This modification may seem trivial but the consequences are substantial. The surfaces cannot slide under the stress of firing. The lock would work even if a screw broke or was removed. More significantly, the tighter fit reduces flex, eliminates lateral movement and reduces stress and wear. Perfection is in the details, and the details are achieved incrementally. It's an expensive process, Tony informs. "It's like an iceberg. What you don't see distinguishes the greatest guns,"

Tony also re-designed the Boss forend iron so that it is installed into the wood by lowering it down in a vertical plane rather than inserting it horizontally into the breech end of the forend wood. This modification adds considerable strength to the forend and stabilizes the metal in the wood. However, it is an expensive process.

Tony informed that the cutting and polishing of the metal takes two full weeks. "Price and time are no objects. The goal is to make the best gun," Tony said as his hands accentuated the point like a referee signaling a touchdown at a football game.

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A. Galazan round body over/under in 12 gauge with 28-inch barrels. Miniature rose bouquet and scroll engraving is by Creative Art.


Tony introduced me to Robert, an employee of 14 years, who was filing the underside of a round action A. Galazan. Stacks of different grit sandpaper and emery cloth crowded his desk. He explained the laborious process of filing and polishing the steel. "I file the steel until it's perfectly flat," Robert said. He works in long strokes, aligning his motion with the grain of the steel. It can take weeks to fully file the action.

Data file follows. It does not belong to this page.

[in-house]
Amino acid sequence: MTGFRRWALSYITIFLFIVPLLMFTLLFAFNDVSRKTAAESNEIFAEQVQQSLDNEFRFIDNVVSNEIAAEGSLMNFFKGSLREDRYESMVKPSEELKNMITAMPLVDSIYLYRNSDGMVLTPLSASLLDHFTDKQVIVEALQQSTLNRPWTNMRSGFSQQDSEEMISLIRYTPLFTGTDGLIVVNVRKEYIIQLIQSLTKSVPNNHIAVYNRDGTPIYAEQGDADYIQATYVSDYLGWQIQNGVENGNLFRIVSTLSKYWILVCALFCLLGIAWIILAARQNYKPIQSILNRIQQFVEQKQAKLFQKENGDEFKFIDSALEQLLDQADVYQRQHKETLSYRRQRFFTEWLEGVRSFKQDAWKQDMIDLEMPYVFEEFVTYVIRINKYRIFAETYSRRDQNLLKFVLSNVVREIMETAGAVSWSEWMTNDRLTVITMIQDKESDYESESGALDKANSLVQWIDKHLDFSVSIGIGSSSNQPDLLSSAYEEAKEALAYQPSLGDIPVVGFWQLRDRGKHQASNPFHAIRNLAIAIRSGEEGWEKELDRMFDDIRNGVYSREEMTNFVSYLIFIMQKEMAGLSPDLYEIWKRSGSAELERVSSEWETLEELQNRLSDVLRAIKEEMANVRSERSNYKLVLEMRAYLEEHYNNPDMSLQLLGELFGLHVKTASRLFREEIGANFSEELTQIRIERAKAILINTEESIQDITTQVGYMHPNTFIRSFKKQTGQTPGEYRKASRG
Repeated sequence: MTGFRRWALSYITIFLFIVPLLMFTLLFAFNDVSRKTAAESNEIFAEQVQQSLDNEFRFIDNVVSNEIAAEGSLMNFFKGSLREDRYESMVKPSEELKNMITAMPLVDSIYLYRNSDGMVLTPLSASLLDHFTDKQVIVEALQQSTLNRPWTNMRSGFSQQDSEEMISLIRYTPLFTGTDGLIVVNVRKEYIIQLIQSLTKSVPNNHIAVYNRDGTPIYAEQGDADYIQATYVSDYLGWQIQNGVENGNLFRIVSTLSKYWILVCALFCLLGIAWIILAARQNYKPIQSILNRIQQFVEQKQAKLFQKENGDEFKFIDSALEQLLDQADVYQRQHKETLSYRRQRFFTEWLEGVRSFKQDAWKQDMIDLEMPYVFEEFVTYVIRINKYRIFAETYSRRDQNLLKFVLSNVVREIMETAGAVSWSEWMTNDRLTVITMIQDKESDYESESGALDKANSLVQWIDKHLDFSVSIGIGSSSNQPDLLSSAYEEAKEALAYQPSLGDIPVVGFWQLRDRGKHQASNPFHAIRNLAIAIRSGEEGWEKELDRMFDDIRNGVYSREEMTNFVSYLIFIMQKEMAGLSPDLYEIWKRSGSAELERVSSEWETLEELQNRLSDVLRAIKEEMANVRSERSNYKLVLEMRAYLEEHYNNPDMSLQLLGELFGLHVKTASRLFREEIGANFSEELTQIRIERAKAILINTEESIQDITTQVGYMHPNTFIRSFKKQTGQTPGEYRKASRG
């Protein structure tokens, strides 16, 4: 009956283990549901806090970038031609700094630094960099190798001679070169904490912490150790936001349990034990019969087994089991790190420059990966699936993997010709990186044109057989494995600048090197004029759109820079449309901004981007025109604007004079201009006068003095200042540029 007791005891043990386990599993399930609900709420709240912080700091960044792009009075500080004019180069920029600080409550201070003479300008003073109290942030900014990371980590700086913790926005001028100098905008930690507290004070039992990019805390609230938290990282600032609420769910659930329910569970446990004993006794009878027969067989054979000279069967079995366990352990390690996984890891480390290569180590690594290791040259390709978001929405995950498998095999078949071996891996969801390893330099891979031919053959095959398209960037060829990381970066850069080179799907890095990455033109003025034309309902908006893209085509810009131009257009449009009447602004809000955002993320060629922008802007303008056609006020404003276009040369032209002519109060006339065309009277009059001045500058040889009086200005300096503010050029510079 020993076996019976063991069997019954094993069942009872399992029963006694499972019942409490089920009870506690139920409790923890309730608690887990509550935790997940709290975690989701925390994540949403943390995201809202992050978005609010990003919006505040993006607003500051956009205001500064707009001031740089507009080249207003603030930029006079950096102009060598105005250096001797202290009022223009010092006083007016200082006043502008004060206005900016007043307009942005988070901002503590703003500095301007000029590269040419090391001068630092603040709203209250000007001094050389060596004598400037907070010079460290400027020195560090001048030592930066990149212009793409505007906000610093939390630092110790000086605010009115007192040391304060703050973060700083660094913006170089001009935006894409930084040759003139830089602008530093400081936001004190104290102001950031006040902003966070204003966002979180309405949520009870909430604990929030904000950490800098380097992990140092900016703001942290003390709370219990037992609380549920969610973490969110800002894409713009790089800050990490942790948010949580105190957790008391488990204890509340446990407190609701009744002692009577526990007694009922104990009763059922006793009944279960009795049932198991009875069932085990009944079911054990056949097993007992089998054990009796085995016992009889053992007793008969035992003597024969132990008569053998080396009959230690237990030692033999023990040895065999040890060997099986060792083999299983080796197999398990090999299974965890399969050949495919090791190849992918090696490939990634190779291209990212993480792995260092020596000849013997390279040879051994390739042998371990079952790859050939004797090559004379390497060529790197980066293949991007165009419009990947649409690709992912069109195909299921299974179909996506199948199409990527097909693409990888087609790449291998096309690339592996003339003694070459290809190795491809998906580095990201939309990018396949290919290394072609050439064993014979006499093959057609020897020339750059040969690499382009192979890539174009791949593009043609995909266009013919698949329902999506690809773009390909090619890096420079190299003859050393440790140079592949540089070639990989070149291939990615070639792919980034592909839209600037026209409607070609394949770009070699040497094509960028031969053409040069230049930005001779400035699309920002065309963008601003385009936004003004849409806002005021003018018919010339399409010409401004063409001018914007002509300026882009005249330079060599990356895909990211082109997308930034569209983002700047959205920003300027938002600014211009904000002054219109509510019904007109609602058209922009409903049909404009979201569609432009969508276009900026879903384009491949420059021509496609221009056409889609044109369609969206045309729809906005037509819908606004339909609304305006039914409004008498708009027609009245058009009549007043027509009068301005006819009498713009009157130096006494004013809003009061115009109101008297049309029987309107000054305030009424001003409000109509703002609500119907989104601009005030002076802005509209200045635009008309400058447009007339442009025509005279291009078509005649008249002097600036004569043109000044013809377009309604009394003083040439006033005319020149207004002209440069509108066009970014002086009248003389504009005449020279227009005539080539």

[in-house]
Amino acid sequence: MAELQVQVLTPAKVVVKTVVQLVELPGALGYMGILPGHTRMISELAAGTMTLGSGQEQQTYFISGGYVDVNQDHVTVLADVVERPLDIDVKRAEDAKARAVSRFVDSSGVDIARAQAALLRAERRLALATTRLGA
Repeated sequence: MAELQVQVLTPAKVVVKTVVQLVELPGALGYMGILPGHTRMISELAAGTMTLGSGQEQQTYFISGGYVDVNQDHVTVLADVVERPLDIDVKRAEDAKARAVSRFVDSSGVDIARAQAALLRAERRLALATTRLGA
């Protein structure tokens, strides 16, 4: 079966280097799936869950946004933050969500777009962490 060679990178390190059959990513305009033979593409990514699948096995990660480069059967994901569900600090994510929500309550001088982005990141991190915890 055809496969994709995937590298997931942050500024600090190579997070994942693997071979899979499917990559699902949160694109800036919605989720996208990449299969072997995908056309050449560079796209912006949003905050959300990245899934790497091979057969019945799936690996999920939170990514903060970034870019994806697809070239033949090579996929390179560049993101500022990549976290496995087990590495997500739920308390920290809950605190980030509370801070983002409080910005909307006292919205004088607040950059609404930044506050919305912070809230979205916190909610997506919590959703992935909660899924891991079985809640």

All the steel is then polished with stones until it is flawlessly smooth. Tony points out that the internal parts, once again, the parts that are not seen, are polished as perfectly as the exterior steel surfaces. This adds dozens of hours to finishing each piece, but that is the price of creating the highest quality guns.

"There are no scratches or tool marks. The concentricity is perfect. Every line is straight and crisp," Tony said. "The customer pays for what we know," he added. "That's why I want the most knowledgeable customer. The person who knows the most will see my quality and can make meaningful comparisons."

Across from Robert's station is Ron Buck. He was checkering a stock and inletting the gorgeous wood with tiny gold and platinum flowers. "We go slowly," Ron said. "Every inlay must be precise and aesthetically harmonious with the complete shotgun." He added, "We are never rushed here."

Tony works with the world's finest engravers, although most of them are in Italy. I was thrilled to have learned that I had interviewed several of these stunning artists. For example, in the office salon were several Galazans engraved by Mauro Dassa of Incisioni Dassa and by Mario Terzi.

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A. Galazan over/under sidelock 28-gauge with 29-inch barrels. The engraving is by G. S. Pedretti.